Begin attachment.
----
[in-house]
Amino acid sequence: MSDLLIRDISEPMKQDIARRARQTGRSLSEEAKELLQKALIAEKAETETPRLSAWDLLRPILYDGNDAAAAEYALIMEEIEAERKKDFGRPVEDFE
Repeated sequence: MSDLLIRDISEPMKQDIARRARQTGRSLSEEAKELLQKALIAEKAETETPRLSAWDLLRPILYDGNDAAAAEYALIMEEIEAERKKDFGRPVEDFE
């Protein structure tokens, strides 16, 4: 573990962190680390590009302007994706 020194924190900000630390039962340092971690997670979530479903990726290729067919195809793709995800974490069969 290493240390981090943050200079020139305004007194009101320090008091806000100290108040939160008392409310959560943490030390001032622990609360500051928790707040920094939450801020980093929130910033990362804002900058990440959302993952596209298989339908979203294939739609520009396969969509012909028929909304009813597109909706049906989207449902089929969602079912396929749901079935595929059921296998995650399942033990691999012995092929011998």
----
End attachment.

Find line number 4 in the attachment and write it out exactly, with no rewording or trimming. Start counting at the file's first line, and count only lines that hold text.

């Protein structure tokens, strides 16, 4: 573990962190680390590009302007994706 020194924190900000630390039962340092971690997670979530479903990726290729067919195809793709995800974490069969 290493240390981090943050200079020139305004007194009101320090008091806000100290108040939160008392409310959560943490030390001032622990609360500051928790707040920094939450801020980093929130910033990362804002900058990440959302993952596209298989339908979203294939739609520009396969969509012909028929909304009813597109909706049906989207449902089929969602079912396929749901079935595929059921296998995650399942033990691999012995092929011998």